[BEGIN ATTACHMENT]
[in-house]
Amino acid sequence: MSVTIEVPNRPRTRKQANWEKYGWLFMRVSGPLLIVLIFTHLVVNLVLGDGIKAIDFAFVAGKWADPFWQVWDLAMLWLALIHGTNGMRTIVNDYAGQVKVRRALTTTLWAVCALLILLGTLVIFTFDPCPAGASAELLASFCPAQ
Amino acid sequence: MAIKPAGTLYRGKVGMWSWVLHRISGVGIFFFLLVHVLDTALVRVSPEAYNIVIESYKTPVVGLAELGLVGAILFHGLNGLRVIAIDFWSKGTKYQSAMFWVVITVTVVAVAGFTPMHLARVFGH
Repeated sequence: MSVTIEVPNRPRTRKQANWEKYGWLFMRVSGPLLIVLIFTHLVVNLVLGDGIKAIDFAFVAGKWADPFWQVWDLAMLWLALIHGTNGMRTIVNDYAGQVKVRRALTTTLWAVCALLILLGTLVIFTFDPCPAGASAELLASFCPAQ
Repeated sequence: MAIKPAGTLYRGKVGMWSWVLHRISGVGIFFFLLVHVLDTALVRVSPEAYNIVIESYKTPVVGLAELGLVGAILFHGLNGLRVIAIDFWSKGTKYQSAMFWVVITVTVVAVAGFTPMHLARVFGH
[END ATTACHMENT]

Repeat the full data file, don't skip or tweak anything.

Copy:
[in-house]
Amino acid sequence: MSVTIEVPNRPRTRKQANWEKYGWLFMRVSGPLLIVLIFTHLVVNLVLGDGIKAIDFAFVAGKWADPFWQVWDLAMLWLALIHGTNGMRTIVNDYAGQVKVRRALTTTLWAVCALLILLGTLVIFTFDPCPAGASAELLASFCPAQ
Amino acid sequence: MAIKPAGTLYRGKVGMWSWVLHRISGVGIFFFLLVHVLDTALVRVSPEAYNIVIESYKTPVVGLAELGLVGAILFHGLNGLRVIAIDFWSKGTKYQSAMFWVVITVTVVAVAGFTPMHLARVFGH
Repeated sequence: MSVTIEVPNRPRTRKQANWEKYGWLFMRVSGPLLIVLIFTHLVVNLVLGDGIKAIDFAFVAGKWADPFWQVWDLAMLWLALIHGTNGMRTIVNDYAGQVKVRRALTTTLWAVCALLILLGTLVIFTFDPCPAGASAELLASFCPAQ
Repeated sequence: MAIKPAGTLYRGKVGMWSWVLHRISGVGIFFFLLVHVLDTALVRVSPEAYNIVIESYKTPVVGLAELGLVGAILFHGLNGLRVIAIDFWSKGTKYQSAMFWVVITVTVVAVAGFTPMHLARVFGH